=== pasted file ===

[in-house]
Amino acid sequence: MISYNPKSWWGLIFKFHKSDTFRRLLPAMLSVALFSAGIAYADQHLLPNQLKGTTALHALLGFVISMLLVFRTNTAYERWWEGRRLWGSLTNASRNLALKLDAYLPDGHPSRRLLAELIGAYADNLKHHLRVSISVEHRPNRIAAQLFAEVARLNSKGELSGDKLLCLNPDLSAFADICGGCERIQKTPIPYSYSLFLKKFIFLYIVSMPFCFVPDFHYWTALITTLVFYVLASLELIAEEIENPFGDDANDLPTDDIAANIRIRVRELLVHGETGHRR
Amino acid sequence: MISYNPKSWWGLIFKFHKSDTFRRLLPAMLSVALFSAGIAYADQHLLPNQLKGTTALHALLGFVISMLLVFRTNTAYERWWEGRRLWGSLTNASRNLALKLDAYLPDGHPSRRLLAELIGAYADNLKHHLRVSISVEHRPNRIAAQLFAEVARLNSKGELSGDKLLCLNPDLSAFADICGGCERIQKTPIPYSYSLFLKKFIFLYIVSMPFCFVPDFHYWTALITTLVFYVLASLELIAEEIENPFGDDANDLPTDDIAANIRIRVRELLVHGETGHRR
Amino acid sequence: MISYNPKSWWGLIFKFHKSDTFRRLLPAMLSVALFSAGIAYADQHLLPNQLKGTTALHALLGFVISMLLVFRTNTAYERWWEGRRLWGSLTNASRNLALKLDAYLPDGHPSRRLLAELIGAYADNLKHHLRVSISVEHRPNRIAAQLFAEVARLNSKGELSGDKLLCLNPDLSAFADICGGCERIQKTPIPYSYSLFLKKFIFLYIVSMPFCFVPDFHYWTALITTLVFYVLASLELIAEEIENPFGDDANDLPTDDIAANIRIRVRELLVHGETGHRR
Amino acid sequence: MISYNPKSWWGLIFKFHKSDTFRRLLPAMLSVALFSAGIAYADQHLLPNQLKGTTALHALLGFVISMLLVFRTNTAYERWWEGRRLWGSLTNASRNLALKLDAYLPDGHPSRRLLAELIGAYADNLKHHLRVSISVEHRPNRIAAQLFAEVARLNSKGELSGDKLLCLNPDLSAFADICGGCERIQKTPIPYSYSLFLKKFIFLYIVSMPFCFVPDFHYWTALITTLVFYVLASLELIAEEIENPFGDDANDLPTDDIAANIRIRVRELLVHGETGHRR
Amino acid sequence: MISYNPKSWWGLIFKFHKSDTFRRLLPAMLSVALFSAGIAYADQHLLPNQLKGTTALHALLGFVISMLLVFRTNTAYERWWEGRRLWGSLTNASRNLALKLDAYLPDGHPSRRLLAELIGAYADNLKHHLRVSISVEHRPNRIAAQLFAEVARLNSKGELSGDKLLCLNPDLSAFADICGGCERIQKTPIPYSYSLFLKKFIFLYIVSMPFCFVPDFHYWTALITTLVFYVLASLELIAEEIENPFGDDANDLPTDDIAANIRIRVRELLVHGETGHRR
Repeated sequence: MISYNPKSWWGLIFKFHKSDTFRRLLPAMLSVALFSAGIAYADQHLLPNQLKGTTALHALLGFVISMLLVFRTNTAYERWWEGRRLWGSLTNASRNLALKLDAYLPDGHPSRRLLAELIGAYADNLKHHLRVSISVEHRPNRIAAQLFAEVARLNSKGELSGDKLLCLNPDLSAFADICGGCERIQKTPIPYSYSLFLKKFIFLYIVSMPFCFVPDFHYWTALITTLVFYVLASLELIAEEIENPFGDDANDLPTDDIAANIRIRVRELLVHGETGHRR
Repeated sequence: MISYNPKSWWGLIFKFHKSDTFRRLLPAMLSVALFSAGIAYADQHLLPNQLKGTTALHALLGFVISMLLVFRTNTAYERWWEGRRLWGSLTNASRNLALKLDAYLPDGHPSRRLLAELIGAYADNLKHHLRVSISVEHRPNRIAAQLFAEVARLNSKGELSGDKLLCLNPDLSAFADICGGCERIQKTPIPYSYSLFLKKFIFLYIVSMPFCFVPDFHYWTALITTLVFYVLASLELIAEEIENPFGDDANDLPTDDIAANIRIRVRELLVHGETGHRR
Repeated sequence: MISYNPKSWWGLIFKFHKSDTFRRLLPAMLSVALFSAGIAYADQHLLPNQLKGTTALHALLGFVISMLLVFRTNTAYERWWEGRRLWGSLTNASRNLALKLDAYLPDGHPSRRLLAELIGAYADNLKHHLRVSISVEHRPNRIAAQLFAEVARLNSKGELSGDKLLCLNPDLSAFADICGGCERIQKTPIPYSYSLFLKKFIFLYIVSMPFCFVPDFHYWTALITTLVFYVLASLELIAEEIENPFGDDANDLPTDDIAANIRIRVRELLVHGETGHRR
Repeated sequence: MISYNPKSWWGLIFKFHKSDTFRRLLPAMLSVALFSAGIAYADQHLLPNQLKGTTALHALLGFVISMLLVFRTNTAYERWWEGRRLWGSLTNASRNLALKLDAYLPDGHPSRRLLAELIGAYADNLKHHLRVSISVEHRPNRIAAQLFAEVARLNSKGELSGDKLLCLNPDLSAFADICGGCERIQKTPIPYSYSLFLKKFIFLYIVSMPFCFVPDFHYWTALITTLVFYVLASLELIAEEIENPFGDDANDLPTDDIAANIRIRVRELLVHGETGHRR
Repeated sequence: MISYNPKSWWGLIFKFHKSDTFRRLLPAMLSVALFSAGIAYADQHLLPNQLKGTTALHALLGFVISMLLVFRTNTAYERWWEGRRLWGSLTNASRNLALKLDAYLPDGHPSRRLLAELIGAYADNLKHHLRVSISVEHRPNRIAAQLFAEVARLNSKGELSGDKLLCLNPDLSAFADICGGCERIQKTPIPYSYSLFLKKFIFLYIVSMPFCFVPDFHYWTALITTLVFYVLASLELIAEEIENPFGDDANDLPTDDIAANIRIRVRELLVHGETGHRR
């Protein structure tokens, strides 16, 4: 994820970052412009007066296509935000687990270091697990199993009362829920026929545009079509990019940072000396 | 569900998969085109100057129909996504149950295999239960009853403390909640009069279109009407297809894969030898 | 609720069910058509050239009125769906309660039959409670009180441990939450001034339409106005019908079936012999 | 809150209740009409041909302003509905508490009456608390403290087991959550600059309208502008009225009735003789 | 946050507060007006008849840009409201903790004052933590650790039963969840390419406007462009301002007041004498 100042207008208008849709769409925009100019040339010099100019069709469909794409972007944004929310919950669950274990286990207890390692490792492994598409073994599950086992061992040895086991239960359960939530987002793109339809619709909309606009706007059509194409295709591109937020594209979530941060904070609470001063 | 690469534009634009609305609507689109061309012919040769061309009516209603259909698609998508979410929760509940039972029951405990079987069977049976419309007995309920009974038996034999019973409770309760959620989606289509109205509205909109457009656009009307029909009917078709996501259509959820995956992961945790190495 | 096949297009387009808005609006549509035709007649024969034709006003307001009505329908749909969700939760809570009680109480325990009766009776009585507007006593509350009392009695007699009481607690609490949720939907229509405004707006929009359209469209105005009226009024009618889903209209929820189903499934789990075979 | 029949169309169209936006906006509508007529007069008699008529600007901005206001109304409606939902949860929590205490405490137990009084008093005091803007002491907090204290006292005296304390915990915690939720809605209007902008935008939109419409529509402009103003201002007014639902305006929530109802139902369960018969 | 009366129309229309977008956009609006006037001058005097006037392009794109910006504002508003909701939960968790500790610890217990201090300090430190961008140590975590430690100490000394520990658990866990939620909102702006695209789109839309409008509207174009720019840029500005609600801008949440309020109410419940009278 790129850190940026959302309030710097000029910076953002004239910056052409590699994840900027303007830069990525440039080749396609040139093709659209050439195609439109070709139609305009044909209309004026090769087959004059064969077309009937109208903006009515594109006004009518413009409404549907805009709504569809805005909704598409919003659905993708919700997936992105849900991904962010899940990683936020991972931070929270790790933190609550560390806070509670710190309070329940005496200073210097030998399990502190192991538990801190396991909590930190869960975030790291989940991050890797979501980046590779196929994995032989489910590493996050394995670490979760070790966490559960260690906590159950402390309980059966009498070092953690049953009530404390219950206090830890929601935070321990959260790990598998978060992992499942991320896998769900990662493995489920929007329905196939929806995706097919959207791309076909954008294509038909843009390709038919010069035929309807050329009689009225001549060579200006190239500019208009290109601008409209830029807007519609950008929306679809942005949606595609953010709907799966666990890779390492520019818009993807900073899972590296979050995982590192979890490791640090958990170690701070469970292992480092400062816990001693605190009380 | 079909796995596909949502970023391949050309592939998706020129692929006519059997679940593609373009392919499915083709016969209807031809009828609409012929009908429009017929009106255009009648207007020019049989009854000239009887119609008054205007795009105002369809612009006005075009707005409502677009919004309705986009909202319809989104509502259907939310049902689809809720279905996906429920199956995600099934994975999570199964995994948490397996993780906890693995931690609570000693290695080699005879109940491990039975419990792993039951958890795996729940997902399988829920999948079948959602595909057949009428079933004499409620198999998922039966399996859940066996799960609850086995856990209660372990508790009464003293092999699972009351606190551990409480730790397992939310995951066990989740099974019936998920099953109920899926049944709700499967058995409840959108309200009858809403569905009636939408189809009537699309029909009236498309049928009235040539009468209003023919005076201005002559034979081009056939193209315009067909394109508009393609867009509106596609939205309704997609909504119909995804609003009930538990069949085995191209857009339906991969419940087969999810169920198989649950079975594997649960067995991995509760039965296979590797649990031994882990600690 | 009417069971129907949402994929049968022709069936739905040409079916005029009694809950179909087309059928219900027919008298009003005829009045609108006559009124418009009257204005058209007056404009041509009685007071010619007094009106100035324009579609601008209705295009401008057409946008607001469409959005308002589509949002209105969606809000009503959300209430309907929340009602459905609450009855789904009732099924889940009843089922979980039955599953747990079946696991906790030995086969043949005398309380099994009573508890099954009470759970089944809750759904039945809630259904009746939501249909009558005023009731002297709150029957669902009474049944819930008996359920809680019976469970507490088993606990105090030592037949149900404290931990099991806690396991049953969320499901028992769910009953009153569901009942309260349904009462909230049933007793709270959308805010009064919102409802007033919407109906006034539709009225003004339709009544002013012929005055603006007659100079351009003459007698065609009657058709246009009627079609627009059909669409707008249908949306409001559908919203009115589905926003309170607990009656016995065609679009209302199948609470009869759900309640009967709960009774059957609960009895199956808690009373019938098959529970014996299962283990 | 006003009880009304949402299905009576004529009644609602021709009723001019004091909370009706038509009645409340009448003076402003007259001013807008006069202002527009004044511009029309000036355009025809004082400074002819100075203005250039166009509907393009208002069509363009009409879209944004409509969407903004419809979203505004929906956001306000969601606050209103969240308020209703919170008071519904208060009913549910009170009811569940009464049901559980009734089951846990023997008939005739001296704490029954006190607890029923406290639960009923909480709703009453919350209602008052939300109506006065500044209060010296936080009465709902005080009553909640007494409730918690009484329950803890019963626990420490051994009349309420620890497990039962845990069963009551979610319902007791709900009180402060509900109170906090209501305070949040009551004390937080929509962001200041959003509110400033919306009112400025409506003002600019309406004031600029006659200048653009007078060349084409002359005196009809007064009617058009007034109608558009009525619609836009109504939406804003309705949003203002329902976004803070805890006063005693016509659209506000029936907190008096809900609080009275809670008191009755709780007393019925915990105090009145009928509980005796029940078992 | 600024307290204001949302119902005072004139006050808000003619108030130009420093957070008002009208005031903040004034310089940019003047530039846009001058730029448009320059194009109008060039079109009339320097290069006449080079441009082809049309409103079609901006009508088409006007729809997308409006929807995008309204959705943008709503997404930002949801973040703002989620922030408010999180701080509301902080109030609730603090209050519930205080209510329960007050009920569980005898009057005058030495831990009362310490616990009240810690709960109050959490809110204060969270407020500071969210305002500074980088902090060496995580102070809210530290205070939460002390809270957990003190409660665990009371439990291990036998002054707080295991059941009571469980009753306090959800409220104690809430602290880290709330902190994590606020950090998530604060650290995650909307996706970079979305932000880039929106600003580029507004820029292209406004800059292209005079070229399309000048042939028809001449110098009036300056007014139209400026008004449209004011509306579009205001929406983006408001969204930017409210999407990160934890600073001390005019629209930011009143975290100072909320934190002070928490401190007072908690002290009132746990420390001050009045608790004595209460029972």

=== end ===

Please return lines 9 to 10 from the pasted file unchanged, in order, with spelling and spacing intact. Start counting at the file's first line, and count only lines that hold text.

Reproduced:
Repeated sequence: MISYNPKSWWGLIFKFHKSDTFRRLLPAMLSVALFSAGIAYADQHLLPNQLKGTTALHALLGFVISMLLVFRTNTAYERWWEGRRLWGSLTNASRNLALKLDAYLPDGHPSRRLLAELIGAYADNLKHHLRVSISVEHRPNRIAAQLFAEVARLNSKGELSGDKLLCLNPDLSAFADICGGCERIQKTPIPYSYSLFLKKFIFLYIVSMPFCFVPDFHYWTALITTLVFYVLASLELIAEEIENPFGDDANDLPTDDIAANIRIRVRELLVHGETGHRR
Repeated sequence: MISYNPKSWWGLIFKFHKSDTFRRLLPAMLSVALFSAGIAYADQHLLPNQLKGTTALHALLGFVISMLLVFRTNTAYERWWEGRRLWGSLTNASRNLALKLDAYLPDGHPSRRLLAELIGAYADNLKHHLRVSISVEHRPNRIAAQLFAEVARLNSKGELSGDKLLCLNPDLSAFADICGGCERIQKTPIPYSYSLFLKKFIFLYIVSMPFCFVPDFHYWTALITTLVFYVLASLELIAEEIENPFGDDANDLPTDDIAANIRIRVRELLVHGETGHRR